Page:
Lakhimpur Khiri deaths case: Shekhar Bharti, staff of Ankit Das remanded to three-day police custody

Govt scraps basic customs duty on crude varieties of palm, soyabean and sunflower oil till March 31; also cuts agri cess

Farmers were crushed to death in Lakhimpur. Farmers alleged that son of MoS was present. After SC observation, he was arrested. Ruling party should take a stand. Neither UP CM nor MoS Home can escape. MoS Home should resign

– Sharad Pawar, NCP

Top Jaish-e-Mohammad terrorist commander Sham Sofi killed in encounter with security forces in Tral area of Pulwama

– IGP Kashmir

Invesco says it facilitated tie-up talks between India’s Reliance and Zee

Invesco said on Wednesday it facilitated talks between India’s Reliance Industries and Zee Entertainment earlier this year on a possible tie-up, revealing for the first time that India’s richest man, Mukesh Ambani, was interested in the television giant. But the U.S. investment firm rejected allegations from Zee that it was resorting to double standards by objecting to a potential merger with Sony Group’s India unit with terms similar to those discussed with Reliance.

Revised guidelines for UK nationals arriving in India issued on October 1, 2021, stand withdrawn, and earlier guidelines on international arrival dated February 17, 2021, shall be applicable for those arriving in India from the UK: Ministry of Health

Drugs on cruise matter | Narcotics Control Bureau (NCB) has summoned filmmaker Imtiaz Khatri for questioning. He has been asked to appear before the agency on October 14: NCB

Sharad Pawar takes on NCB Zonal Director Sameer Wankhede

“I have tried to take information about Wankhede from officials as he was posted earlier in the airport. I have come to hear some stories but I don’t have the complete picture so I won’t speak about it.” “However have to point out that NCB a central agency is in Mumbai for several days but if you look at the seizures made by them in different cases then the quantity is quite small. They have made seizures of small pouches in pockets or small grams. The Anti Narcotics Cell of the state government have comparatively made bigger seizures and hence, one thing is clear that the state agencies are doing an honest and straight forward job while the NCB is doing high profile arrests just to show the Centre that it is doing some thing.”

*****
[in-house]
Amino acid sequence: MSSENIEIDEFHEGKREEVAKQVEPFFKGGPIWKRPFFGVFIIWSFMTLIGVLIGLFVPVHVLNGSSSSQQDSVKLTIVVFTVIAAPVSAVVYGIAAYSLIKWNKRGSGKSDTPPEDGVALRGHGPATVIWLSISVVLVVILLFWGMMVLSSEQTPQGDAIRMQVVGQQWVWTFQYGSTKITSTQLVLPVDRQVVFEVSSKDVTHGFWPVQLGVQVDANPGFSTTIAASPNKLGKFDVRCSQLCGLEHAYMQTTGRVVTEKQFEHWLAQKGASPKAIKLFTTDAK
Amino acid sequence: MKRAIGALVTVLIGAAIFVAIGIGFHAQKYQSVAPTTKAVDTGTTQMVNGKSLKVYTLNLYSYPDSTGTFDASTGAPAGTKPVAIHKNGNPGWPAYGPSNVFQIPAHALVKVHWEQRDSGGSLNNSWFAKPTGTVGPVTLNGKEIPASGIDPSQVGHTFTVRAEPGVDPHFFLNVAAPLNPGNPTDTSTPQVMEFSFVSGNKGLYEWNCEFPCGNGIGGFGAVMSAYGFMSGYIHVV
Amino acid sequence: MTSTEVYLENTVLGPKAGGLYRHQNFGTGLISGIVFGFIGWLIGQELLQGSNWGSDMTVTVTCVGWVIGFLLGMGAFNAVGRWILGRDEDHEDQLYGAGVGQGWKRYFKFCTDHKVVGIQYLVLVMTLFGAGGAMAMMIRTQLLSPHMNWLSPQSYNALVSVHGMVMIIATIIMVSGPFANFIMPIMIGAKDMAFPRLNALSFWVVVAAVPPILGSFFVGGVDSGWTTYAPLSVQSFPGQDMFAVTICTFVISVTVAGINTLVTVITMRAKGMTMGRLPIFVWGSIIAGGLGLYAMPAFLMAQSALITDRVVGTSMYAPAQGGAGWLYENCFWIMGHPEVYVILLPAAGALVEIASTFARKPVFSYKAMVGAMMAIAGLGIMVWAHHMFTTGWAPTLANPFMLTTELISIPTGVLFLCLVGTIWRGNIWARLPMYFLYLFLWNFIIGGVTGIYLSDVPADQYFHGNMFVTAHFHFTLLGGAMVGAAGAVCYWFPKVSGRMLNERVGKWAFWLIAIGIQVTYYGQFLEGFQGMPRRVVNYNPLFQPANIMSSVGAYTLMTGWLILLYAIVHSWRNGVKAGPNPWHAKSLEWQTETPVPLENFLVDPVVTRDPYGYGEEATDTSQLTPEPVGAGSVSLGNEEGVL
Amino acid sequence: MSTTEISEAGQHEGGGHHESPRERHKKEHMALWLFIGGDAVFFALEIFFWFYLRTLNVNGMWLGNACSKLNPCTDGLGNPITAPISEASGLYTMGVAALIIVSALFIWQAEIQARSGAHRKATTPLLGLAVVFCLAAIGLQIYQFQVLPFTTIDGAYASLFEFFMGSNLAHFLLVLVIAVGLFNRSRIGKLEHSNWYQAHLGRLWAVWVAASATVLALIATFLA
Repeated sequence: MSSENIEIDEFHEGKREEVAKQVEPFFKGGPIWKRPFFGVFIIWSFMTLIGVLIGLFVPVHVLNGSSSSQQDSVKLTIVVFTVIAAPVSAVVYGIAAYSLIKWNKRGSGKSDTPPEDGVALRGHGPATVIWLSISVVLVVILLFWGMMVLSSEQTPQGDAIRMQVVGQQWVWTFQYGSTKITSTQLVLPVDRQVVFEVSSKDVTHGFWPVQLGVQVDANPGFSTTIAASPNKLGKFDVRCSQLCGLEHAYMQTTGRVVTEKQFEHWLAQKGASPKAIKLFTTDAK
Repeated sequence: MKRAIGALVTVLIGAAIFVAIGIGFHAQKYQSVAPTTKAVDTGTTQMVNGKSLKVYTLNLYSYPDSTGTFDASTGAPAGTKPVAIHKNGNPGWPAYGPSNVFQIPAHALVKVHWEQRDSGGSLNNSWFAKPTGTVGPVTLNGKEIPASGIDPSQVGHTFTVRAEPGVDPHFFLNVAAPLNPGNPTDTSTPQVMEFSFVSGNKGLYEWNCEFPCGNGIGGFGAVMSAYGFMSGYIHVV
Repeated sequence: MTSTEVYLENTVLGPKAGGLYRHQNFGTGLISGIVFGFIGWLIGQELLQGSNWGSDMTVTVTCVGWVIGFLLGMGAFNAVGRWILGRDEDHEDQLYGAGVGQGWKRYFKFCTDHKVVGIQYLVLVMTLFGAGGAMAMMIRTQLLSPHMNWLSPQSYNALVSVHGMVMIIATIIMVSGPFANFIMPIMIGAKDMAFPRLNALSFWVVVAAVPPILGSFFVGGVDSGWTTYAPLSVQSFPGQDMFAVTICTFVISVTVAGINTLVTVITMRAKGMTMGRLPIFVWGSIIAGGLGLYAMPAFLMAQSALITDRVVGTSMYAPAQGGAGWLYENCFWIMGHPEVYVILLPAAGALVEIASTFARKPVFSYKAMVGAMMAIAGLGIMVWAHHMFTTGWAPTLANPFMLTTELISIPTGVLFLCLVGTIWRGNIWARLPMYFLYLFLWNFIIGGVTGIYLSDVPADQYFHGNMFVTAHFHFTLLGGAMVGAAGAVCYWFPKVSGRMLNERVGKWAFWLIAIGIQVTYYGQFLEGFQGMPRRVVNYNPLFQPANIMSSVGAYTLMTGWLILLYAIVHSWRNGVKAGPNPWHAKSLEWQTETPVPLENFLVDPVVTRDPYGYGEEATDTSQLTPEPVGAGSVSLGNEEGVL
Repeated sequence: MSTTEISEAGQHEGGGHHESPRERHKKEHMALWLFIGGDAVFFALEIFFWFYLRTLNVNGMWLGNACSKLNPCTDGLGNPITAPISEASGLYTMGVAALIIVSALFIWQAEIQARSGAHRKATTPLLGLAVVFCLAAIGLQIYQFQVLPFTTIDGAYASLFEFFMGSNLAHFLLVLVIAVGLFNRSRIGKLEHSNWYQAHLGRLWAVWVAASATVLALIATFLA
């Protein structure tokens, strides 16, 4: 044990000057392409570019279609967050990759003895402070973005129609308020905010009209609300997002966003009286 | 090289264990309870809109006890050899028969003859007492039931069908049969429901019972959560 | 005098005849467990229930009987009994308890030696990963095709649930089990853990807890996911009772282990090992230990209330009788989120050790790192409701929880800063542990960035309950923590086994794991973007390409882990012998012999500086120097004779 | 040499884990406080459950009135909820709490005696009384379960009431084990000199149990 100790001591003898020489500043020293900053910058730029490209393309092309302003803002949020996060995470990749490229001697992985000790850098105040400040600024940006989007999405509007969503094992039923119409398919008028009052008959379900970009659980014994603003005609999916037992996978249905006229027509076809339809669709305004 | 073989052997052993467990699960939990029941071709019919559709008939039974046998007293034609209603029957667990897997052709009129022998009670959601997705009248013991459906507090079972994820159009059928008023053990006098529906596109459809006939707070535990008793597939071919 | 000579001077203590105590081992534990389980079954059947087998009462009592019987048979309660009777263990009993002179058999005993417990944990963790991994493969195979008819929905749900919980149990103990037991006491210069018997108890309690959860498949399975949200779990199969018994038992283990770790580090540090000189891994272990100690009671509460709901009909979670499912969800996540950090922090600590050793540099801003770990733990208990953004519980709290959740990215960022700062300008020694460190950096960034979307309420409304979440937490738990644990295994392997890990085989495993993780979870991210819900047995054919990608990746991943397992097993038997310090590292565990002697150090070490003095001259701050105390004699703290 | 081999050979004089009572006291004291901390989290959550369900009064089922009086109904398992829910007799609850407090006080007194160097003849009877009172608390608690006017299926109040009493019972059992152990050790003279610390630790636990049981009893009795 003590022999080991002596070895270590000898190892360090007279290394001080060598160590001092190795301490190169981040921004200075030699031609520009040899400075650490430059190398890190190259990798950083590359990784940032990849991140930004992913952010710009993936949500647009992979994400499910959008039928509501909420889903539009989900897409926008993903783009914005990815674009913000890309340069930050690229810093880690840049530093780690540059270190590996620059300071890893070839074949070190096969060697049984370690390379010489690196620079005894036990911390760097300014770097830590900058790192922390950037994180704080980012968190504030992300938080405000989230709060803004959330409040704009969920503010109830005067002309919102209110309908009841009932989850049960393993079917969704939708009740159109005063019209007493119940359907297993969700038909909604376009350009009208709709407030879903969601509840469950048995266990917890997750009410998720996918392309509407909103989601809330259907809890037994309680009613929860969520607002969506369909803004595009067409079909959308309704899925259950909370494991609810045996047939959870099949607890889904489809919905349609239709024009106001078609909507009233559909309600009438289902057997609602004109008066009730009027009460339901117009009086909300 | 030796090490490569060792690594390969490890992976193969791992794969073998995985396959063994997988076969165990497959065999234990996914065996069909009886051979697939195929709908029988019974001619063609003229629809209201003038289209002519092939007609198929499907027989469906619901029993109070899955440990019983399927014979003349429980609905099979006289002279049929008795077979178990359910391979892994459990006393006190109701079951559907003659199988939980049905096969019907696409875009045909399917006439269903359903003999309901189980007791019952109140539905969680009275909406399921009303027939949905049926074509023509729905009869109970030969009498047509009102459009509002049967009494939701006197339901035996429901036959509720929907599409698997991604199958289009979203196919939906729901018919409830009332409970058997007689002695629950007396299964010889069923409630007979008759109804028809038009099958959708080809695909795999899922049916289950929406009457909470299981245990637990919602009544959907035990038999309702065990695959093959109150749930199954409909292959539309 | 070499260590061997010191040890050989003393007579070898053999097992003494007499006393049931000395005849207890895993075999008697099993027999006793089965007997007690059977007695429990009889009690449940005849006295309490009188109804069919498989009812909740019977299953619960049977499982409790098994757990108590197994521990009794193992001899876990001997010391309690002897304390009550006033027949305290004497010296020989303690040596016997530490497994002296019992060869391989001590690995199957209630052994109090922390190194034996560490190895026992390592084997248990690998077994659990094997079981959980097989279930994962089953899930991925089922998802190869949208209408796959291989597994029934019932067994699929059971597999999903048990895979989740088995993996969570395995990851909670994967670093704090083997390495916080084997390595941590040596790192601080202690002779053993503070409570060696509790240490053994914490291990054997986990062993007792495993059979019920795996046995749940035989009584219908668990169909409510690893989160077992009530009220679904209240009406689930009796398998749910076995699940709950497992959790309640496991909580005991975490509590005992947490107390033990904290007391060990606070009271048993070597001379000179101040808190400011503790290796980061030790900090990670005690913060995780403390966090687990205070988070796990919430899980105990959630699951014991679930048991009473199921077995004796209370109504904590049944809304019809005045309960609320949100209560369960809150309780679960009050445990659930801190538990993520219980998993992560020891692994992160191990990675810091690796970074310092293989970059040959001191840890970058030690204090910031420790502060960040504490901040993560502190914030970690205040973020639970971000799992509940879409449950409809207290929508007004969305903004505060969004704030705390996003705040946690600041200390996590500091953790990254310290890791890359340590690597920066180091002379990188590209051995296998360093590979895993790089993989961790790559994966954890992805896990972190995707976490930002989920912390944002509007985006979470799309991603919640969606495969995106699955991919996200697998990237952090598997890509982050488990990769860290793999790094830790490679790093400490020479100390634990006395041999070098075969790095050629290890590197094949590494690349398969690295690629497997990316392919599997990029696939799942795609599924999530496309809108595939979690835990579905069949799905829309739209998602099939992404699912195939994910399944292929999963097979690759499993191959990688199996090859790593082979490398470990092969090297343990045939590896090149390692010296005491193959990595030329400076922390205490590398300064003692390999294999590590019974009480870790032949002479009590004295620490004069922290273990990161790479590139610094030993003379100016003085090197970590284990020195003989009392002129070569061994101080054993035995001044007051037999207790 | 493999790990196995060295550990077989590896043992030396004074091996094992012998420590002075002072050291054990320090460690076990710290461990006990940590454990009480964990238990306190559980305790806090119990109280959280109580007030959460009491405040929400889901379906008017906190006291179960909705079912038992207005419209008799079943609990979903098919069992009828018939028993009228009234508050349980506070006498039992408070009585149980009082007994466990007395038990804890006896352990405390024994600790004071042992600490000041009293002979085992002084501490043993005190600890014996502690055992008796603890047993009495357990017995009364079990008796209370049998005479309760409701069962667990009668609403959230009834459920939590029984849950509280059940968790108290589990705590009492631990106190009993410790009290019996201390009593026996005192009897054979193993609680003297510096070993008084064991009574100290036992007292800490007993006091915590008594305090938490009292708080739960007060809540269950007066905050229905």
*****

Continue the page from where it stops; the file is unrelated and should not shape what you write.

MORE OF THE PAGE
Centre is misusing some institutions like CBI, Income Tax, ED, NCB for politics

– NCP chief Sharad Pawar

Another encounter underway in Kashmir

The encounter has started at Tilwani Mohalla in Tral area of Awantipora. Police & security forces are on the job: J&K Police

Team India gets a new look!

Odisha reports 615 fresh Covid-19 cases; 7 deaths in a day

Lakhimpur violence: Ashish Mishra’s friend Ankit Das appears before SIT

Sprinter Hima Das tests positive for COVID-19

SOPs for COVID19 protocols for Chhath Puja celebrations will remain the same as SOPs for all other festivals: ANI quoting government Sources

Drugs on cruise matter

Narcotics Control Bureau (NCB) hands over copies of their reply to the concerned lawyers on bail applications of Aryan Khan and others. NCB has opposed bail for each accused.

We have two demands in the Lakhimpur injustice case – fair judicial inquiry, Immediate dismissal of the Minister of State for Home

– Rahul Gandhi

India will have a vaccine capacity of 28 crore doses this month. 22 crore Covishield and 6 crore Covaxin; 60 lakh ZyCoV-D doses are also ready: ANI quoting govt sources

NIA conducts searches at multiple locations in J&K and arrests 4 persons in J&K terrorism conspiracy case

Two sitting SC judges should probe Lakhimpur incident, those who committed murder should be punished: Rahul Gandhi to President Kovind

Congress delegation meets Prez on Lakhimpur incident

PM Modi says taxpayers’ money was insulted in past due to delays and a lethargic approach to development work

In the 5 years before 2014, only 60 panchayats could be connected with optical fiber. In the last 7 years, we have connected more than 1.5 lakh gram panchayats with optical fiber: PM

Before 2014, the metro was running on only about 250 km of track. Today the metro has been expanded up to 700 km and work is going on on one thousand km new metro route: PM

Infrastructure development has been far from the priority of most of the political parties. It was never been part of their manifesto… but it has been known that quality infrastructure is a way to sustainable development which builds economy & generates employment

– PM Modi

Earlier, we used to see ‘work in progress’ boards everywhere & people started to believe that it will never be completed. It showed distrust of people. But we changed it. We planned well & introduced ‘gati’ in development projects: PM Narendra Modi

We are laying a foundation for the next 25 years. This national master plan will give ‘gatishakti’ to development plans of the 21st century & will help in the timely completion of these plans: PM Narendra Modi